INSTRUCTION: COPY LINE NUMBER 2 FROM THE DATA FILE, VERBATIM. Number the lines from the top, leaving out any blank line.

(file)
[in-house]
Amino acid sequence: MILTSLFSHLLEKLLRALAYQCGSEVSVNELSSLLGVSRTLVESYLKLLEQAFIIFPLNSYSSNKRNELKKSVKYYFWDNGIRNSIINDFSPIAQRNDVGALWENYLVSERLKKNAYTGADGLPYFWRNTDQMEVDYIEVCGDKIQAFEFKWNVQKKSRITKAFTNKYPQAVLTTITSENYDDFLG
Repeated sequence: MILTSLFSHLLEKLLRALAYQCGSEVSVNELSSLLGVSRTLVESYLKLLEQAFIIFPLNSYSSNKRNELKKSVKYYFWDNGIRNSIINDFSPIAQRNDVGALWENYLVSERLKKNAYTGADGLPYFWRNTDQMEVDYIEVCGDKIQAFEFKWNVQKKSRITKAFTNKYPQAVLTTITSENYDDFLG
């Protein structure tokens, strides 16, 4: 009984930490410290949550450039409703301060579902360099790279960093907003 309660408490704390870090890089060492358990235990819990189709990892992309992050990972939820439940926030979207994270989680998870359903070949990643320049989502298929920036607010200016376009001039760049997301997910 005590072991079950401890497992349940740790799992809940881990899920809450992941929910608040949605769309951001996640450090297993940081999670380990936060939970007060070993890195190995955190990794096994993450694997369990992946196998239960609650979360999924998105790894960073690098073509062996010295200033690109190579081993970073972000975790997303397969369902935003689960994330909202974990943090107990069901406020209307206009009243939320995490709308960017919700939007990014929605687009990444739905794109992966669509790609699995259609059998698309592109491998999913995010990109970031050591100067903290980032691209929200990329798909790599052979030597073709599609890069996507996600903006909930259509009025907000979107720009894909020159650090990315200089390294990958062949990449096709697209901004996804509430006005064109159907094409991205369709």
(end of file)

Amino acid sequence: MILTSLFSHLLEKLLRALAYQCGSEVSVNELSSLLGVSRTLVESYLKLLEQAFIIFPLNSYSSNKRNELKKSVKYYFWDNGIRNSIINDFSPIAQRNDVGALWENYLVSERLKKNAYTGADGLPYFWRNTDQMEVDYIEVCGDKIQAFEFKWNVQKKSRITKAFTNKYPQAVLTTITSENYDDFLG